As debate over the draft ePrivacy Regulation resumes, it transpires that economic research from the ad tech lobby has grossly misled the European Parliament and the Council, writes Dr Johnny Ryan.
European regulators will announce next week whether they will punish Facebook for its consumer terms and conditions, after the company was warned in February that its rules do not comply with EU law.
After weeks of back-and-forth between the European Parliament and Facebook executives, CEO Mark Zuckerberg agreed on Wednesday (16 May) to meet with political leaders in Brussels over the company’s recent data breach scandal.
The European Commission is amping up pressure on EU leaders to approve a controversial privacy bill, deadlocked in legal talks for more than a year, after the data breach scandal involving Facebook and Cambridge Analytica.
Europe must continue to establish itself as the global regulator of digital technology serving Europeans and respond to growing pressure from online platforms, write Mariya Gabriel and Mounir Mahjoubi.
The EU needs more legal safeguards to prevent massive privacy breaches like the current scandal over Facebook and British political consulting firm Cambridge Analytica, MEPs from different political parties argued on Wednesday (18 April).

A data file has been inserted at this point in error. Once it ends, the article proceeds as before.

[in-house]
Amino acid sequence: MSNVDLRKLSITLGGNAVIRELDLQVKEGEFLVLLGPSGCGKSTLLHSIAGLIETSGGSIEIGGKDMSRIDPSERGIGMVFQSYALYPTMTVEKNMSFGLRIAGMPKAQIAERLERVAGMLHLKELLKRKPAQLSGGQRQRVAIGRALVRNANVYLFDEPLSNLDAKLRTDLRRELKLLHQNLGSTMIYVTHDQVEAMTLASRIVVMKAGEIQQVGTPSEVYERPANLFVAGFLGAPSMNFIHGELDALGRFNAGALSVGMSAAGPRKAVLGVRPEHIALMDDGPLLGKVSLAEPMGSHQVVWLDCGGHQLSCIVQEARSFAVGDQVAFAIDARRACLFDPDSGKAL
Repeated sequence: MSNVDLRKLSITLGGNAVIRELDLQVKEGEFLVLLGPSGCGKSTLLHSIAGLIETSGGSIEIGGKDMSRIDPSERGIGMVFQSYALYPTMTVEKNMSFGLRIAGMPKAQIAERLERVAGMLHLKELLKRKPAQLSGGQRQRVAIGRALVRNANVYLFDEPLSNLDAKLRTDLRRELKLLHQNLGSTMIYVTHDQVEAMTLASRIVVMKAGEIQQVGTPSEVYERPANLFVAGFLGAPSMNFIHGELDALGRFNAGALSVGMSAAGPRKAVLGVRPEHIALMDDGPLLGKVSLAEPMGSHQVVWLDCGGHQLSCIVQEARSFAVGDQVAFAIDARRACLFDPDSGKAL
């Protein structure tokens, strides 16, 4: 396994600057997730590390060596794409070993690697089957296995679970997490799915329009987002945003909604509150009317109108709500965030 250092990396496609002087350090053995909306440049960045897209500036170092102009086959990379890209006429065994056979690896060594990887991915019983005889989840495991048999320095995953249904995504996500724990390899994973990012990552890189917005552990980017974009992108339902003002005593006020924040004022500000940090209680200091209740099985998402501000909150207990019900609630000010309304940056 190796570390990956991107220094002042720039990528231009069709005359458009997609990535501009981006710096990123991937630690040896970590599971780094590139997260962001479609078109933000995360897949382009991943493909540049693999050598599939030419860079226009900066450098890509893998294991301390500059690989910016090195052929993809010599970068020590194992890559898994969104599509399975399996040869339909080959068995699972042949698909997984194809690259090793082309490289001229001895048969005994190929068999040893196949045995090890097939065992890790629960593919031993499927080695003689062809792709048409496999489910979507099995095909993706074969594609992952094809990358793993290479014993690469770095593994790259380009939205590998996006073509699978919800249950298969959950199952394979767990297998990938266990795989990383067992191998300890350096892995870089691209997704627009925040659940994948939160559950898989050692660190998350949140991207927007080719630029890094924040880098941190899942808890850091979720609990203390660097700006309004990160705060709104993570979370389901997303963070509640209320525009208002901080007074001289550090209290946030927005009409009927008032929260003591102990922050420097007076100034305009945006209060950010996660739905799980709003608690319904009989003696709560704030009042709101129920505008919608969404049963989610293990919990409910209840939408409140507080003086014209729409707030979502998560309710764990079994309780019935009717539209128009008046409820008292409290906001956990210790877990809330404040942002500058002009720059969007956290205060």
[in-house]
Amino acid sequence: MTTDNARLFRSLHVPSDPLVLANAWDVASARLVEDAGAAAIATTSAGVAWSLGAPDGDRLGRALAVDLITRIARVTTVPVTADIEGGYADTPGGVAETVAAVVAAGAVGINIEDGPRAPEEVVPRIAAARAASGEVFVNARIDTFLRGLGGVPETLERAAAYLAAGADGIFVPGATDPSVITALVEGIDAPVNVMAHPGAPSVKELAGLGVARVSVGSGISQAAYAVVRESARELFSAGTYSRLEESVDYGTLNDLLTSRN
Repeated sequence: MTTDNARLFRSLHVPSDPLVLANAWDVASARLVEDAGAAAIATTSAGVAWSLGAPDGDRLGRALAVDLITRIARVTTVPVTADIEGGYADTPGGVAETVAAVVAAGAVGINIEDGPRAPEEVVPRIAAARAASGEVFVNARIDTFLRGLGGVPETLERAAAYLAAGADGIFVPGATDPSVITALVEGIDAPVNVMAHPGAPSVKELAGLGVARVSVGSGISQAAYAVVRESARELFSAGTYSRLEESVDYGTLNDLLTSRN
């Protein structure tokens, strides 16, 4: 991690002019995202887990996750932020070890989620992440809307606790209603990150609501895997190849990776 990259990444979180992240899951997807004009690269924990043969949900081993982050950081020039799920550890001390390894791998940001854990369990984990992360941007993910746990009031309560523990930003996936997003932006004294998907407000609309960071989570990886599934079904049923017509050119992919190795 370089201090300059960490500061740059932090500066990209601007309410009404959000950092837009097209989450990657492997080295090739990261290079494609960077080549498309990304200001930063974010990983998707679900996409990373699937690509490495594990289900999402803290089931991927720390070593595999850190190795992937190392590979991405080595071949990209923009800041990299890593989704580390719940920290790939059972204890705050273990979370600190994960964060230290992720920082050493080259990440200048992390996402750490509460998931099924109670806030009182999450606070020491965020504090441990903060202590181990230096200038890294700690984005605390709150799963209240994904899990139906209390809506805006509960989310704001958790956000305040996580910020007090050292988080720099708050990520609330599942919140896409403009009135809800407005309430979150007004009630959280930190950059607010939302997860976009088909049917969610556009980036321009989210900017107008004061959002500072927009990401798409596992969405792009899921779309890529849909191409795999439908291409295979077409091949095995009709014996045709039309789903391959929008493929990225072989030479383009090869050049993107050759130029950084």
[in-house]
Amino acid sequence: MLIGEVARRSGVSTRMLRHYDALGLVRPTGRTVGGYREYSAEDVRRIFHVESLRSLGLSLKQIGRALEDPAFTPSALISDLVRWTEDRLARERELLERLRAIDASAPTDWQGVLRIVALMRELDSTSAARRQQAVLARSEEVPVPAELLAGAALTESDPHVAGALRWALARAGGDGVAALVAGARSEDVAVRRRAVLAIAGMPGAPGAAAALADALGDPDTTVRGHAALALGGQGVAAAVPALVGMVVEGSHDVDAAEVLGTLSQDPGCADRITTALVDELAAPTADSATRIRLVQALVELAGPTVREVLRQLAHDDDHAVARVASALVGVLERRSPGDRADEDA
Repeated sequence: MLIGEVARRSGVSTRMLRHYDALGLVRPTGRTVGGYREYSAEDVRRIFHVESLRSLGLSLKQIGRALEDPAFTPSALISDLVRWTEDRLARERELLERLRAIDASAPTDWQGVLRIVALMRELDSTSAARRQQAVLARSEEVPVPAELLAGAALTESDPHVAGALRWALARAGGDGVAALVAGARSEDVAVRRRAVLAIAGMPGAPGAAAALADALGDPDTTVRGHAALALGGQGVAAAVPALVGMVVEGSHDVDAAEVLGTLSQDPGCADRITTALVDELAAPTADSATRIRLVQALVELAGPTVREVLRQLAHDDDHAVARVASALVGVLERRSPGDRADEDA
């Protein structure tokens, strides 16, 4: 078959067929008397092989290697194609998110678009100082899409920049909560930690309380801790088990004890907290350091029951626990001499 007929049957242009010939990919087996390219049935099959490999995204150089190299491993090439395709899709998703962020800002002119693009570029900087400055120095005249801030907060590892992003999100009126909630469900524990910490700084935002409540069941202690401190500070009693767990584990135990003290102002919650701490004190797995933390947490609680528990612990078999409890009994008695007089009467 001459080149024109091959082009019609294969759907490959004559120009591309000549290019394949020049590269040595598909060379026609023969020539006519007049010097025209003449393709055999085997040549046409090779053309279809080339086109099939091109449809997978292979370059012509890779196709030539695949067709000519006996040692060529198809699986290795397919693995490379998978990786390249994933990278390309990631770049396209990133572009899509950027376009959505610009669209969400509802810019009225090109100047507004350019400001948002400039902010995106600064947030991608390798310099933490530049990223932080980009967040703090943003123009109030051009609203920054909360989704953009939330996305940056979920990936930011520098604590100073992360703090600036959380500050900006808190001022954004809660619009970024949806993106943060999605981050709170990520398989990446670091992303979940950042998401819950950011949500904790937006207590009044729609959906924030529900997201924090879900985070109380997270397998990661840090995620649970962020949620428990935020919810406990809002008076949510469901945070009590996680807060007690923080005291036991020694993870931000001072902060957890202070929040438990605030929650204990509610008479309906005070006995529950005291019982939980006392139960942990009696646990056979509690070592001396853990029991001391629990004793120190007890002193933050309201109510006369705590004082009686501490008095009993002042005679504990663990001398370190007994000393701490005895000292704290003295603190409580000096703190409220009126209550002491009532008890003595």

With the recent revelations on the unlawful use of voters’ data to influence their choices, both the EU and its member states need to take legislative measures to prevent such campaigning which violated privacy rights and eroded democracy. The first step should be ending the lack of transparency, writes Nomi Byström.
Facebook users “need to know what happened with their data” following reports over a week ago that millions of profiles on the social media platform were secretly used to help political campaigns, EU Digital Commissioner Mariya Gabriel said.
Europe’s powerful data protection regulators are banding together to coordinate how they investigate and sanction misbehaving companies before a major overhaul of the bloc’s privacy law takes effect in May.
All EU countries except Germany and Austria are unprepared for a major overhaul of the bloc’s privacy law that will go into effect in May. The European Commission is amping up pressure on the 26 member states that are lagging behind.